Wednesday, July 26
The New York Times Magazine had an article this weekend on the role of social contexts, especially financial well-being, on the intellectual development of very young children:
In “Meaningful Differences in the Everyday Experience of Young American Children,” the University of Kansas psychologists Betty Hart and Todd Risley find that by the time they are 4 years old, children growing up in poor families have typically heard a total of 32 million fewer spoken words than those whose parents are professionals. That language gap translates directly into stunted academic trajectories.

32 million words. How much pull on that mean do you suppose academic professionals are responsible for?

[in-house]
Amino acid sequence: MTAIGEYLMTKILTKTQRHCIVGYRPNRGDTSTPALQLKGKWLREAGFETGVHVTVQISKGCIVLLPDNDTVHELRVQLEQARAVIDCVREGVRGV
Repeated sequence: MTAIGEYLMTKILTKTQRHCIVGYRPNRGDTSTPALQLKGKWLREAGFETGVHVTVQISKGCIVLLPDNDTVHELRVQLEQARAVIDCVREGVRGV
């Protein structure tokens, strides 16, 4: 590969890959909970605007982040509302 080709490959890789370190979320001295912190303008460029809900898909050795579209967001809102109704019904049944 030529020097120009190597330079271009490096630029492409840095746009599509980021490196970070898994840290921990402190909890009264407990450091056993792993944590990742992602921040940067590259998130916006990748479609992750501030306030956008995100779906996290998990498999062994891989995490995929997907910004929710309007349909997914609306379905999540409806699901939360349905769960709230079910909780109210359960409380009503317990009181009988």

Scarlet said...

This would seem an argument for start your child falling asleep in front of the television set early.

fraud, in denim said...

This is really interesting. Thanks for sharing, Lime.

Now, I'd like to see the stats on how many more words an academic professional parent hears from their troll-sized offspring. I can't get a word in edgewise in my house, and it's not my partner monopolizing. Maybe the kid learned from us...

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